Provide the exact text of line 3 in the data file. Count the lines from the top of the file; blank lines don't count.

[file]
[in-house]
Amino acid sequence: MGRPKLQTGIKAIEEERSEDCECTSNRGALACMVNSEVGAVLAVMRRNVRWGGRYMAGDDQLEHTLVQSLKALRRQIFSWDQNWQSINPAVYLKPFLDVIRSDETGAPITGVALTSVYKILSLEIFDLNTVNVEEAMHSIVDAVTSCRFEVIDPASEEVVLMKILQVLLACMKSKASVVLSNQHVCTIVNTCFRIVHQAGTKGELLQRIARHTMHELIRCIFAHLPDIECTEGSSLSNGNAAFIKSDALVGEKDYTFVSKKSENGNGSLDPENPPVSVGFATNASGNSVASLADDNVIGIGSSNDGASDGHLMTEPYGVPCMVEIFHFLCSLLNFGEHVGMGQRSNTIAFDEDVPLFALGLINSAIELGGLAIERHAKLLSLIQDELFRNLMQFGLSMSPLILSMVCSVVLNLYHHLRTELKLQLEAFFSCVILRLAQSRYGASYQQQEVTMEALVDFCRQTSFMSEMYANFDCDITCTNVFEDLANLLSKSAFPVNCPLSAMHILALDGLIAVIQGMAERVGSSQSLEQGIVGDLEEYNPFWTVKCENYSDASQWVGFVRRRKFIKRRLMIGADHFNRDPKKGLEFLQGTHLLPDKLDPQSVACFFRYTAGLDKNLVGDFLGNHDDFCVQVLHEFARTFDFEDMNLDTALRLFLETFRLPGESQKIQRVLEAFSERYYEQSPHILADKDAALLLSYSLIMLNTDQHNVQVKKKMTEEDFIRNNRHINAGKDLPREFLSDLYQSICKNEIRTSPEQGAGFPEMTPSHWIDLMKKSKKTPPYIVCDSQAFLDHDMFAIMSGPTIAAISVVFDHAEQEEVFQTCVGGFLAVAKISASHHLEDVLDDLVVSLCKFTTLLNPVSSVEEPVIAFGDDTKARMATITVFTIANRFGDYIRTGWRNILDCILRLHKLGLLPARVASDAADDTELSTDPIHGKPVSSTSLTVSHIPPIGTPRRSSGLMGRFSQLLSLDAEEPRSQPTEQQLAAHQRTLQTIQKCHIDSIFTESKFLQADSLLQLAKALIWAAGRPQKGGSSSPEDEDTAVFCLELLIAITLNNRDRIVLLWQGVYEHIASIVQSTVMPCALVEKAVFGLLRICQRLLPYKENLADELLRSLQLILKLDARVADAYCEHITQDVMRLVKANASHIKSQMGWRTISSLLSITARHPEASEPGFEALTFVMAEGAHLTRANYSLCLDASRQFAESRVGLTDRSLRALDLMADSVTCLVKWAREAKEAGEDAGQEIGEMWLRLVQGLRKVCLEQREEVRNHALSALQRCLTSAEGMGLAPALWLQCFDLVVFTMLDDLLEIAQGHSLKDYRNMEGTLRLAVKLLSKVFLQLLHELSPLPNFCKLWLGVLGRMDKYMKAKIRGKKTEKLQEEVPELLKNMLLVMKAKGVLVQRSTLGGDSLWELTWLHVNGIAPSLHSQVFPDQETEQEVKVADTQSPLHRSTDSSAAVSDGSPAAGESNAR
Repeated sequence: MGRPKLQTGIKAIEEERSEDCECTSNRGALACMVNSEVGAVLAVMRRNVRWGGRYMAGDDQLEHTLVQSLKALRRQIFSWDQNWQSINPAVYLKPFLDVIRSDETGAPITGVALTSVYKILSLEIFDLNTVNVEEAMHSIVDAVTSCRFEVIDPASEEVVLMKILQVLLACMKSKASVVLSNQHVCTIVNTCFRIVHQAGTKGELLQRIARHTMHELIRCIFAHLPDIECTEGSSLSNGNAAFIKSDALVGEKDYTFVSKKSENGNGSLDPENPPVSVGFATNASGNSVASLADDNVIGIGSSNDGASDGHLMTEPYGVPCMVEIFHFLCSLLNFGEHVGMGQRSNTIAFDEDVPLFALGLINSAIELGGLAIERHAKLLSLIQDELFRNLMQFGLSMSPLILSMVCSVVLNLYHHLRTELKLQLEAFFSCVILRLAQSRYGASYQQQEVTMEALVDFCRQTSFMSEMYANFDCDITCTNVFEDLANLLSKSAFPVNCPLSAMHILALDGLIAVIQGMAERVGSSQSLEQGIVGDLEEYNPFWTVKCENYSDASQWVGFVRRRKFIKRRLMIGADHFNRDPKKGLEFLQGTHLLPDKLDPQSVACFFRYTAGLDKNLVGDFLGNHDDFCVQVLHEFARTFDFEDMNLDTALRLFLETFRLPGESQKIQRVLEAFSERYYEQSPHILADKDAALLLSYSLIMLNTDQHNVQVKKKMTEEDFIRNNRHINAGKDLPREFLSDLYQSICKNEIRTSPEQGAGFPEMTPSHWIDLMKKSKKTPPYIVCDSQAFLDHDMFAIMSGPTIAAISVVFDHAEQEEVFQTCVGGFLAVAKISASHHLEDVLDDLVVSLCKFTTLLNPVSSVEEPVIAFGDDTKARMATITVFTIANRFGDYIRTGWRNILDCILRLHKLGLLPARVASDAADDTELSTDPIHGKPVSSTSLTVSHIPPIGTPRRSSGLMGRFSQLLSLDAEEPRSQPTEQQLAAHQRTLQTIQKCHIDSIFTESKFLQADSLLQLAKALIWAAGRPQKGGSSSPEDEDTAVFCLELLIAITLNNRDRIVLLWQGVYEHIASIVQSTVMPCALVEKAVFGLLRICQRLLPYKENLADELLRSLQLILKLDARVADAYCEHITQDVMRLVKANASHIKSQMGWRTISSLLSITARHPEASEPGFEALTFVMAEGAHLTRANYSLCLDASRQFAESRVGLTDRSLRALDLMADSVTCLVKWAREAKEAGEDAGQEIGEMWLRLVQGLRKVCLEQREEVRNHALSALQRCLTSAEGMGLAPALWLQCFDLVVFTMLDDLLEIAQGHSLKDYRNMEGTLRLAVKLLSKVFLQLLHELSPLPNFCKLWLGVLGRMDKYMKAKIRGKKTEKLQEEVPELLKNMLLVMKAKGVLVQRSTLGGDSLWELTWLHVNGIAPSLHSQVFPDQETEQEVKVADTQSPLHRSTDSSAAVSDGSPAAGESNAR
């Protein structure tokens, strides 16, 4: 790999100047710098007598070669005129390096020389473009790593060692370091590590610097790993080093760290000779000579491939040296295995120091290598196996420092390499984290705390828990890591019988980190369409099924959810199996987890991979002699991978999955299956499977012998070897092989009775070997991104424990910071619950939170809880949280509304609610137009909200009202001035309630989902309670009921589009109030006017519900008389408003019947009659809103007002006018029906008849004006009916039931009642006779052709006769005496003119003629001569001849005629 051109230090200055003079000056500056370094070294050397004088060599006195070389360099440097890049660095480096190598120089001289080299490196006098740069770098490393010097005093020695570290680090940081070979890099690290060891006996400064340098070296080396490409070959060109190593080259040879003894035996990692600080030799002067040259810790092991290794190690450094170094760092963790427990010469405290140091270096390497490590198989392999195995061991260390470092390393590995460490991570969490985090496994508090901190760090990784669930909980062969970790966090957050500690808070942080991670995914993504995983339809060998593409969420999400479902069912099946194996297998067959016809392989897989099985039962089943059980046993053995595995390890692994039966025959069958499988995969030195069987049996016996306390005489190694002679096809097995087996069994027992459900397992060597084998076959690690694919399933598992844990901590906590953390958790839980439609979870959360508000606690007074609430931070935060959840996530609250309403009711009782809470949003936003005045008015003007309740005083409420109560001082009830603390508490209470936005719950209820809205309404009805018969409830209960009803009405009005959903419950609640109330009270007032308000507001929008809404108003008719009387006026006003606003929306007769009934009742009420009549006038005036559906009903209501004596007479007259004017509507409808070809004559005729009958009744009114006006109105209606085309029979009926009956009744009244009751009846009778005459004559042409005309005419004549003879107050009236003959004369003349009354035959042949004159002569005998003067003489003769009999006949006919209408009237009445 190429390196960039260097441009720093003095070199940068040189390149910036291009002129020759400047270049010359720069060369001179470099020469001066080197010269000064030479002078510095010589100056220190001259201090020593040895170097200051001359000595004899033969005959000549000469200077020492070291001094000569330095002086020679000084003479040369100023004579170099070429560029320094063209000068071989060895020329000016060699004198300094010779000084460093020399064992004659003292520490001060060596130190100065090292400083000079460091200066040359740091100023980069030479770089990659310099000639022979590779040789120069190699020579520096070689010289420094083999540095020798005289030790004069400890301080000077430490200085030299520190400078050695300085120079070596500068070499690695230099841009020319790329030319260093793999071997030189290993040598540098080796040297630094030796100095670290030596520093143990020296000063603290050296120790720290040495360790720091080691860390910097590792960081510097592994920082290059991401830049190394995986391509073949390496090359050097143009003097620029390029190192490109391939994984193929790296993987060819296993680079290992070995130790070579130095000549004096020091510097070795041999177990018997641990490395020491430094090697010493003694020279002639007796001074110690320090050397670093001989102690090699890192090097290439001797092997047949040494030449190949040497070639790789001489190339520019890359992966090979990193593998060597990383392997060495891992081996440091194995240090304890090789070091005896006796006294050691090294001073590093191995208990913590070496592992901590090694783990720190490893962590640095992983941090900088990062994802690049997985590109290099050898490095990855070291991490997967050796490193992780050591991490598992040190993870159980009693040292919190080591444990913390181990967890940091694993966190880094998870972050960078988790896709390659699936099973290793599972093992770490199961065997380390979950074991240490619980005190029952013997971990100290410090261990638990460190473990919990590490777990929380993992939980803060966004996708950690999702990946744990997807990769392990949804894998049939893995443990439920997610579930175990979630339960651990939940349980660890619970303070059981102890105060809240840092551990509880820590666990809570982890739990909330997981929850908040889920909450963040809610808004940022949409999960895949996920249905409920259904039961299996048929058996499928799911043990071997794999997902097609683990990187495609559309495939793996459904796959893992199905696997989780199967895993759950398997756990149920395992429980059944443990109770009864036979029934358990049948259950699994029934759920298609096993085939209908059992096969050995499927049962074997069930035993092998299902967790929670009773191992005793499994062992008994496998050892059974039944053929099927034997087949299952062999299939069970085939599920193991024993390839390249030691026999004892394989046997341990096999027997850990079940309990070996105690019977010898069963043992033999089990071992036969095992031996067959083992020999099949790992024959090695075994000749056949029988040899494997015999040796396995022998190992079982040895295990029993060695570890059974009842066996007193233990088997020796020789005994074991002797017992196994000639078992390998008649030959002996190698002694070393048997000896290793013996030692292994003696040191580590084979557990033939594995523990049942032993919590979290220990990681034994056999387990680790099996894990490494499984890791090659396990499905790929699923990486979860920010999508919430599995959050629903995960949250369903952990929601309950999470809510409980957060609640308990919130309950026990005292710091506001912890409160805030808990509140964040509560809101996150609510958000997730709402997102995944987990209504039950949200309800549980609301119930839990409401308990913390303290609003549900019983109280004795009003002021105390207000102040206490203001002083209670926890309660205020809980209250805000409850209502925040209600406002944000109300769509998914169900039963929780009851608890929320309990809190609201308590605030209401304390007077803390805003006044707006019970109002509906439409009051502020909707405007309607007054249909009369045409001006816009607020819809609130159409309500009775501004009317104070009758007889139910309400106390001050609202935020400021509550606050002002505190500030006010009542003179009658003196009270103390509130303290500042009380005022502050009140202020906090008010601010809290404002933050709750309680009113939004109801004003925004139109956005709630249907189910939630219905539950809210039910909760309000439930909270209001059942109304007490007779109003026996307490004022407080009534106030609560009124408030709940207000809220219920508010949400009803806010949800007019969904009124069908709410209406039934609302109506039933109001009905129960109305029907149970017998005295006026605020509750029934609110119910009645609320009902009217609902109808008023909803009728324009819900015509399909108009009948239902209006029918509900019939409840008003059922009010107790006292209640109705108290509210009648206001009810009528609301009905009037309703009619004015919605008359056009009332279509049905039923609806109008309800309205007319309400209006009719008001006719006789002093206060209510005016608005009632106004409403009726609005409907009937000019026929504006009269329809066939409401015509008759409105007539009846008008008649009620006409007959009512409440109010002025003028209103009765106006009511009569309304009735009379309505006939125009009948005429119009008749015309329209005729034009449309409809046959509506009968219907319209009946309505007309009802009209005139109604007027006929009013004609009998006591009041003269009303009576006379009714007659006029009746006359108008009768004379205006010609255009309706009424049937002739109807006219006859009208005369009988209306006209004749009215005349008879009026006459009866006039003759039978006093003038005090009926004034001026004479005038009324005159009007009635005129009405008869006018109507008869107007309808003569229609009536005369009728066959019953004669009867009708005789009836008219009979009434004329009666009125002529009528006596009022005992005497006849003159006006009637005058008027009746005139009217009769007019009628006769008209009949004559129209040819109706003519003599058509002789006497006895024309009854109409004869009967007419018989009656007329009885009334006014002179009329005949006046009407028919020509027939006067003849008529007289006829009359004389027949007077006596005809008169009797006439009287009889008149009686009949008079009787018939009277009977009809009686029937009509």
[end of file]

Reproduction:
Repeated sequence: MGRPKLQTGIKAIEEERSEDCECTSNRGALACMVNSEVGAVLAVMRRNVRWGGRYMAGDDQLEHTLVQSLKALRRQIFSWDQNWQSINPAVYLKPFLDVIRSDETGAPITGVALTSVYKILSLEIFDLNTVNVEEAMHSIVDAVTSCRFEVIDPASEEVVLMKILQVLLACMKSKASVVLSNQHVCTIVNTCFRIVHQAGTKGELLQRIARHTMHELIRCIFAHLPDIECTEGSSLSNGNAAFIKSDALVGEKDYTFVSKKSENGNGSLDPENPPVSVGFATNASGNSVASLADDNVIGIGSSNDGASDGHLMTEPYGVPCMVEIFHFLCSLLNFGEHVGMGQRSNTIAFDEDVPLFALGLINSAIELGGLAIERHAKLLSLIQDELFRNLMQFGLSMSPLILSMVCSVVLNLYHHLRTELKLQLEAFFSCVILRLAQSRYGASYQQQEVTMEALVDFCRQTSFMSEMYANFDCDITCTNVFEDLANLLSKSAFPVNCPLSAMHILALDGLIAVIQGMAERVGSSQSLEQGIVGDLEEYNPFWTVKCENYSDASQWVGFVRRRKFIKRRLMIGADHFNRDPKKGLEFLQGTHLLPDKLDPQSVACFFRYTAGLDKNLVGDFLGNHDDFCVQVLHEFARTFDFEDMNLDTALRLFLETFRLPGESQKIQRVLEAFSERYYEQSPHILADKDAALLLSYSLIMLNTDQHNVQVKKKMTEEDFIRNNRHINAGKDLPREFLSDLYQSICKNEIRTSPEQGAGFPEMTPSHWIDLMKKSKKTPPYIVCDSQAFLDHDMFAIMSGPTIAAISVVFDHAEQEEVFQTCVGGFLAVAKISASHHLEDVLDDLVVSLCKFTTLLNPVSSVEEPVIAFGDDTKARMATITVFTIANRFGDYIRTGWRNILDCILRLHKLGLLPARVASDAADDTELSTDPIHGKPVSSTSLTVSHIPPIGTPRRSSGLMGRFSQLLSLDAEEPRSQPTEQQLAAHQRTLQTIQKCHIDSIFTESKFLQADSLLQLAKALIWAAGRPQKGGSSSPEDEDTAVFCLELLIAITLNNRDRIVLLWQGVYEHIASIVQSTVMPCALVEKAVFGLLRICQRLLPYKENLADELLRSLQLILKLDARVADAYCEHITQDVMRLVKANASHIKSQMGWRTISSLLSITARHPEASEPGFEALTFVMAEGAHLTRANYSLCLDASRQFAESRVGLTDRSLRALDLMADSVTCLVKWAREAKEAGEDAGQEIGEMWLRLVQGLRKVCLEQREEVRNHALSALQRCLTSAEGMGLAPALWLQCFDLVVFTMLDDLLEIAQGHSLKDYRNMEGTLRLAVKLLSKVFLQLLHELSPLPNFCKLWLGVLGRMDKYMKAKIRGKKTEKLQEEVPELLKNMLLVMKAKGVLVQRSTLGGDSLWELTWLHVNGIAPSLHSQVFPDQETEQEVKVADTQSPLHRSTDSSAAVSDGSPAAGESNAR